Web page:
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About a week ago we moved the application from one server to another (from Windows Server 2008 to Windows Server 2008 R2, different DCs, but same company). There are 12 websites on this server, but they're all very low traffic sites (<200 hits per day).

Ever since we moved I noticed that the security log under Events -> Windows Logs -> Security is filled with packet drops. Most are trying to access port 25, 17, or some seemingly random port > 1024; it's rather spread out. Some come from reputable companies like Constant Contact (IP 208.75.123.132 for example), some from companies I personally didn't hear about, like Cogento 38.96.220.83, but that seem reputable. There are of course random IPs that don't point to anything in particular. All these ports are blocked and/or not used.

There are so many of these entries (about one or two per second on a guestimated average) that the log fills up in about a day and half. With the previous server, hosting the same sites, I could go back over two months.

Did I inherit (with the move) an IP that was used for who-knows-what and now all these services are connecting to me expecting the old services, or is there something else going on?

Any thoughts? Thanks!

EDIT: I should have mentioned this, the entries in the event logs are all "Event 5152 - The Windows Filtering Platform has blocked a packet."

EDIT2: Here's an article that touches on exactly the same problem I experienced. The important piece is to disable the auditing of dropped packets using auditpol, but also that it takes quite a bit of time until you get to see it work, unless you reboot immediately. I'm not sure why it works this way, but it definitely threw me off.

EDIT3: What the article leaves out, for Windows 7 / Server 2008 R2, you need to go to Local Security Policy -> Local Policies -> Security Options -> and enable "Audit: Force audit policy subcategory settings (Windows Vista or later) to override audit policy category settings." By default it should be enabled, but in my case the "not defined" option didn't work, I had to manually enable it; more information here. A restart is required.

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Why is your server directly exposed to the internet? –  joeqwerty Oct 1 '11 at 21:42
    
It's a web-server, so it has to. –  pbz Oct 1 '11 at 21:43
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Really? It should only be exposed on port 80 and it should be behind a firewall. If it were, you wouldn't be seeing the events in the log that you are seeing. –  joeqwerty Oct 1 '11 at 21:45
    
That's what it's doing. The entries in the log are notifications from Windows Firewall that those packets have been dropped. I'll update the question to point this out. –  pbz Oct 1 '11 at 21:46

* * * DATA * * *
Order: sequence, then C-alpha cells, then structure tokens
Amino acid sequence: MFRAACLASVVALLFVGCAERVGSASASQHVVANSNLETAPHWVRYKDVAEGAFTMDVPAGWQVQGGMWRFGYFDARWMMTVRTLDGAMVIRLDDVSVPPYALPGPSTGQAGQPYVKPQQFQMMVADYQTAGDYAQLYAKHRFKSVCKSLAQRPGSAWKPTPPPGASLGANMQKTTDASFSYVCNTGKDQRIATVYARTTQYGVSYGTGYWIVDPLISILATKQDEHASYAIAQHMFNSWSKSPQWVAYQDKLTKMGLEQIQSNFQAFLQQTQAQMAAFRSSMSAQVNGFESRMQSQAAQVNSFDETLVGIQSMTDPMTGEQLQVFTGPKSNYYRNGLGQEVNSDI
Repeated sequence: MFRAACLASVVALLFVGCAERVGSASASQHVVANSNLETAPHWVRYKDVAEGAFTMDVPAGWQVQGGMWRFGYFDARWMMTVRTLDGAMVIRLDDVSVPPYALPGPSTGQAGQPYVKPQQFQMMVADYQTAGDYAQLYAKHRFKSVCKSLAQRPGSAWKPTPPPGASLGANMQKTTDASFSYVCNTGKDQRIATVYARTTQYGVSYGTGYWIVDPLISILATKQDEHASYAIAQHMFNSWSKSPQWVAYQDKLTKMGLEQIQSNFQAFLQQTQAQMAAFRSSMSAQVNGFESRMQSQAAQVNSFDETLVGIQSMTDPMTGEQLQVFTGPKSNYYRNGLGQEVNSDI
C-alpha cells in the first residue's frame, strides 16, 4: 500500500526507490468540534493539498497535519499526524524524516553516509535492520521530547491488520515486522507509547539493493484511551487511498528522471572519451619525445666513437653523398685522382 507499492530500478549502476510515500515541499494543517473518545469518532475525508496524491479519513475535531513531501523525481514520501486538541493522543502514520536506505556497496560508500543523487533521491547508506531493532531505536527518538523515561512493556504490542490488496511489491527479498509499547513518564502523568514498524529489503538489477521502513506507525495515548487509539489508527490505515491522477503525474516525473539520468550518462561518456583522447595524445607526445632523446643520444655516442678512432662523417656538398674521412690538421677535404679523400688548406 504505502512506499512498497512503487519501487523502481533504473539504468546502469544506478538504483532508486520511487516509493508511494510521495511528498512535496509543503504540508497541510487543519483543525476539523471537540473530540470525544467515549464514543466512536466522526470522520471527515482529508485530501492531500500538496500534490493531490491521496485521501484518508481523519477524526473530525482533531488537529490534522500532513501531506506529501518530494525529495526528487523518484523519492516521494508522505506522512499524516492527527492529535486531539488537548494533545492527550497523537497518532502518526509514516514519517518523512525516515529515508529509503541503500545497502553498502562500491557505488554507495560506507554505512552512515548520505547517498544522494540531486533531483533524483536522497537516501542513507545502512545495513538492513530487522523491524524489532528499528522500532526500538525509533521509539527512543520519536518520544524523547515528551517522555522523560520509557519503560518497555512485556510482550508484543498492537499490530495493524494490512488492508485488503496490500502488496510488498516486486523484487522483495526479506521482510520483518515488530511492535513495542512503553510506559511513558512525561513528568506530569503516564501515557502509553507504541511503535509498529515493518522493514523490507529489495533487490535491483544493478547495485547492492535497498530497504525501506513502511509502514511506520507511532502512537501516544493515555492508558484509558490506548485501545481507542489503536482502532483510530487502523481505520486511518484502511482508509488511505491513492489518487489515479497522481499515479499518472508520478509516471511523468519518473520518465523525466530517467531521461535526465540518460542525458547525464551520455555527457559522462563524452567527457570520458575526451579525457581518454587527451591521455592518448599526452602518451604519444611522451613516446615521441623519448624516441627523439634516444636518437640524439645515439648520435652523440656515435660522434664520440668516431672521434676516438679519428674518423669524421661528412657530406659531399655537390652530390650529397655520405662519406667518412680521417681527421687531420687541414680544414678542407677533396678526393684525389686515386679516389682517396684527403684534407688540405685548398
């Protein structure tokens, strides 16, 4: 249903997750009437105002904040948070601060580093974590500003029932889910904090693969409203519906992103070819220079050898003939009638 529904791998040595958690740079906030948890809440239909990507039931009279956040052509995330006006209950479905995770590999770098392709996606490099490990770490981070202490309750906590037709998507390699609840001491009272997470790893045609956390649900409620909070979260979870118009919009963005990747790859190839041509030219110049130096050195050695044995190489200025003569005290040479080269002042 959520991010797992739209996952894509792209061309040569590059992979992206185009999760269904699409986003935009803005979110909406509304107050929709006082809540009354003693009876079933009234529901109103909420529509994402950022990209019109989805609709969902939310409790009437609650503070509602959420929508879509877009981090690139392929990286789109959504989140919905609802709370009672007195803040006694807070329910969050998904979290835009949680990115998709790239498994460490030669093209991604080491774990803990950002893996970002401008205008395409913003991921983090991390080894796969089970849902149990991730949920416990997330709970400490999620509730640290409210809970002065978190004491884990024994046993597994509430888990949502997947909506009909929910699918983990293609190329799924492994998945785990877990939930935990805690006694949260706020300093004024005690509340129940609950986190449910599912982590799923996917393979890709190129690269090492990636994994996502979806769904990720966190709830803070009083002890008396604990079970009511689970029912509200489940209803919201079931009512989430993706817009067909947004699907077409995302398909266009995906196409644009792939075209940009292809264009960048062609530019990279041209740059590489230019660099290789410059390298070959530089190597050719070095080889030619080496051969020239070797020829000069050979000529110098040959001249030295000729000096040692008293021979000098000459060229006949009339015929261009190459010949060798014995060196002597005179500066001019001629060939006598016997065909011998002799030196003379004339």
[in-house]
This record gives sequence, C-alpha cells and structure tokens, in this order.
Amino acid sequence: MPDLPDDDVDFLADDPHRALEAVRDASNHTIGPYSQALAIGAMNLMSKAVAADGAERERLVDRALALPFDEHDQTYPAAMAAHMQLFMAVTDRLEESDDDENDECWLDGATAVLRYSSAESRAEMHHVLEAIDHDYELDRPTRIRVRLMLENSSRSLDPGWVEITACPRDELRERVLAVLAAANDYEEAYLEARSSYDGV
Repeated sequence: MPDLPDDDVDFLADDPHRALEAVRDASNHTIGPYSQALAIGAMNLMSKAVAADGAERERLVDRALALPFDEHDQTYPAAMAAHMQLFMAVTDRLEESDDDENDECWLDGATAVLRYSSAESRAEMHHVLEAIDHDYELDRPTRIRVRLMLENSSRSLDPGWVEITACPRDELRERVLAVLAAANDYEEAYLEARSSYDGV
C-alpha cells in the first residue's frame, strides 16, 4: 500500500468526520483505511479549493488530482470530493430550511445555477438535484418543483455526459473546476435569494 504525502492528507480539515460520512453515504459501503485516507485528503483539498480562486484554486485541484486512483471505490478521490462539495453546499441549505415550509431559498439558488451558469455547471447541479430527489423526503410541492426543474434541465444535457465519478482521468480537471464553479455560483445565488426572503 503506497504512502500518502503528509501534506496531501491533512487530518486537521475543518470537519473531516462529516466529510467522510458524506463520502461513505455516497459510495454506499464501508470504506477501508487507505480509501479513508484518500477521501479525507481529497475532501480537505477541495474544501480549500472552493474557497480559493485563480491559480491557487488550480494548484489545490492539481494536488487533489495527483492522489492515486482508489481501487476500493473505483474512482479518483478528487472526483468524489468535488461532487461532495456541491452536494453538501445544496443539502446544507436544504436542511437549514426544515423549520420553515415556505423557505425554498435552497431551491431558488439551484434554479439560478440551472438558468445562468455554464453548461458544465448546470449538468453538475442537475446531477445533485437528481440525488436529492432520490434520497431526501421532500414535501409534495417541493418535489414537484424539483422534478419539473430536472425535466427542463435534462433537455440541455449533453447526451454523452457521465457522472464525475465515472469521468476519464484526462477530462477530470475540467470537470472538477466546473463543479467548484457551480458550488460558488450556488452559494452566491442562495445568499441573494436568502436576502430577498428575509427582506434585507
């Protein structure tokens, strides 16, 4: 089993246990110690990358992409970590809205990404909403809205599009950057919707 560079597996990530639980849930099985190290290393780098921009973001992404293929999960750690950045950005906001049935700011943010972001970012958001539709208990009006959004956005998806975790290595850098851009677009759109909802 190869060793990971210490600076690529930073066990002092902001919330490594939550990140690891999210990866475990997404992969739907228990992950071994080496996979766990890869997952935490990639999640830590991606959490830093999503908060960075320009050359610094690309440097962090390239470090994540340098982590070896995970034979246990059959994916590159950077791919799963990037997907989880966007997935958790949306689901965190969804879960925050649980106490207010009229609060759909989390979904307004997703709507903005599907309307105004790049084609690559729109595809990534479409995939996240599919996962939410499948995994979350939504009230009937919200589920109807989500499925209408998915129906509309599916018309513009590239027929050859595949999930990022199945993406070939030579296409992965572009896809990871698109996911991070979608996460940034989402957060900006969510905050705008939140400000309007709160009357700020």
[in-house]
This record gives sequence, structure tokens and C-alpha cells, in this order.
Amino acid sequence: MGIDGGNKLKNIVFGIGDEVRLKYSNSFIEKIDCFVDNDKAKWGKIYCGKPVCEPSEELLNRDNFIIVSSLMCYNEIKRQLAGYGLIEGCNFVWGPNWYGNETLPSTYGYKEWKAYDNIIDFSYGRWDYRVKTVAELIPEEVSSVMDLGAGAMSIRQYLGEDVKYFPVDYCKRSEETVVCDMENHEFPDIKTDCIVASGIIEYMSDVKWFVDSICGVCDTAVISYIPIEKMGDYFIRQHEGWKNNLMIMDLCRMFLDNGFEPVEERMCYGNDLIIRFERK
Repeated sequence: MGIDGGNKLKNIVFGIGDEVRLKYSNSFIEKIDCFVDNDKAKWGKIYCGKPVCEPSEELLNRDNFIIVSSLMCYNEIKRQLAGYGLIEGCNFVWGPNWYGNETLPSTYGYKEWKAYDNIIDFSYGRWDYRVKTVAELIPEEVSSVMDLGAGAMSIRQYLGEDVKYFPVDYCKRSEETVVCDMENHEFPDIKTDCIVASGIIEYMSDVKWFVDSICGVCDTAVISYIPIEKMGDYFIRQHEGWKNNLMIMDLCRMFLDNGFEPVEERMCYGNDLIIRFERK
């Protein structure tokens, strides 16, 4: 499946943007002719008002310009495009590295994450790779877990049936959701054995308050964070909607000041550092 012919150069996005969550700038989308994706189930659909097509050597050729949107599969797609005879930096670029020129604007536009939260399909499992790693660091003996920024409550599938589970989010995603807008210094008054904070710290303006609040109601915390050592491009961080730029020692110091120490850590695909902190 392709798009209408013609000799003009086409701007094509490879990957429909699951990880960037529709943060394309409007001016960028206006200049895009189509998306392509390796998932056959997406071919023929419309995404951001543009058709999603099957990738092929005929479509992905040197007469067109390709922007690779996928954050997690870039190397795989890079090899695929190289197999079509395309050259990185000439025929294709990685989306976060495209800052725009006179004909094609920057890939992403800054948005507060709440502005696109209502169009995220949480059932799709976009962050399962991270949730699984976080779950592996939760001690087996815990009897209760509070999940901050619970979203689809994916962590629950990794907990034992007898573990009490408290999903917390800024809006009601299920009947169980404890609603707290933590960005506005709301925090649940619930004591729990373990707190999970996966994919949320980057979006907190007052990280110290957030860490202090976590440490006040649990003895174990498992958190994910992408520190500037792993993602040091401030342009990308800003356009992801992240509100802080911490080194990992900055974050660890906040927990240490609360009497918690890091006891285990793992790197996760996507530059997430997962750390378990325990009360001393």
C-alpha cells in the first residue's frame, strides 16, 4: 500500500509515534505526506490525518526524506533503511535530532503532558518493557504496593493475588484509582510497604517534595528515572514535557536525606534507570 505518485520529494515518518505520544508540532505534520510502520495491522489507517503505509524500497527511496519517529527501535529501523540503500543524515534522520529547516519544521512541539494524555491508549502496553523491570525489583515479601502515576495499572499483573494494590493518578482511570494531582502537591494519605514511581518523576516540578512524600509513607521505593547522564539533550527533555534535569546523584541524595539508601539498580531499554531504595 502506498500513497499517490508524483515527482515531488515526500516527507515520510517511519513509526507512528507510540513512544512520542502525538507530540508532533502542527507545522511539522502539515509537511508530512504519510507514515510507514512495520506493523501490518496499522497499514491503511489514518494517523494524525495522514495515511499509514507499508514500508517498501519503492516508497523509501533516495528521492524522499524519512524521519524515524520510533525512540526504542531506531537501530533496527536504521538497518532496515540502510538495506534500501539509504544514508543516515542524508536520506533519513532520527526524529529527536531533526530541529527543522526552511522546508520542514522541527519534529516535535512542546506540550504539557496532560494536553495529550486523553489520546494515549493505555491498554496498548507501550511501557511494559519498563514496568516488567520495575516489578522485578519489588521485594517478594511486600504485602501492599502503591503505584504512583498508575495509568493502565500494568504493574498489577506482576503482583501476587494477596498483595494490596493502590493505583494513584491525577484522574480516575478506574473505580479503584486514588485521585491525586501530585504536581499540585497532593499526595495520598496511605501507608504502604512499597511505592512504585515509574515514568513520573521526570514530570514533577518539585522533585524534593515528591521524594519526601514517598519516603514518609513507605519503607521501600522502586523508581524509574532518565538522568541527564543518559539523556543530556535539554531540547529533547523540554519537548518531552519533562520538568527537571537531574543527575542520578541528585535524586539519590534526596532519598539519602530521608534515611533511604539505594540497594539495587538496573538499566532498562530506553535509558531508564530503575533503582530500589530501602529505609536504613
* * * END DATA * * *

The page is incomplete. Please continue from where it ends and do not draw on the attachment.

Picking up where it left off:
Here's what I'm saying: If this is a web server (and the web sites all run on port 80), and the server is behind a firewall that only allows traffic destined for port 80 to reach the server, and traffic destined for ports other than port 80 are reaching the server... then you have a problem with your firewall. –  joeqwerty Oct 1 '11 at 21:50

2 Answers 2

up vote 2 down vote accepted

Have you seen this article?

The Windows Filtering Platform has blocked a packet

or I just found this paragraph

I found the issue to be a buried gpo setting under the Default Domain Policy. Computer Configuration, Policies, Windows Settings, Security Settings, windows firewall with Advanced Settings, domain profile, logging. Click Customize and set log dropped packets and log successful connections to No.

you should also be blocking all but port 80,443 through your firewall :)

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I'll look into it, thanks. We don't have a domain, hopefully this will work without one. –  pbz Oct 1 '11 at 21:59
    
as far as i can tell its just the logging settings under the firewall which is on by default. you can set it manually for domain, public and private. probably best to do it for all three. and as Lucas wrote, its probably just general Internet traffic bouncing off your server. –  Christian Oct 1 '11 at 22:02
    
I disabled the logging of dropped packets (not sure how I didn't notice that settings before), but it doesn't look like it's working (although I did get a "450 - A Windows Firewall setting was changed" event)... investigating... –  pbz Oct 1 '11 at 22:08
    
Doing it from the GUI didn't seem to work, but this did the trick: "netsh firewall set logging droppedpackets=disable" It did complain that the command is deprecated, but it worked. Thanks! –  pbz Oct 1 '11 at 22:14
    

Welcome to the internet, probably your ip is in a range of known high speed computers with a very nice network setup. You get scanned and tried out. I had the same on one of my servers, can't do much against it, normally when the potential hackers see there is no response, they give up after a while.

You can always try to actively reject instead of dropping, see if it helps.

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It has been going on for almost a week now though... –  pbz Oct 1 '11 at 21:57
    
I have had it for more than a month, it takes a while, it comes and goes and there is nothing you can do about it I am affraid :( –  Lucas Kauffman Oct 1 '11 at 21:59
    
@Lucas: Sure the OP can do smothing about it. He can reduce the attack vector by putting the server behind a perimeter firewall. –  joeqwerty Oct 1 '11 at 22:47
    
Ah yes that's an option, but I thought he was doing the firewalling on the same server he is doing his webhosting. –  Lucas Kauffman Oct 2 '11 at 8:13

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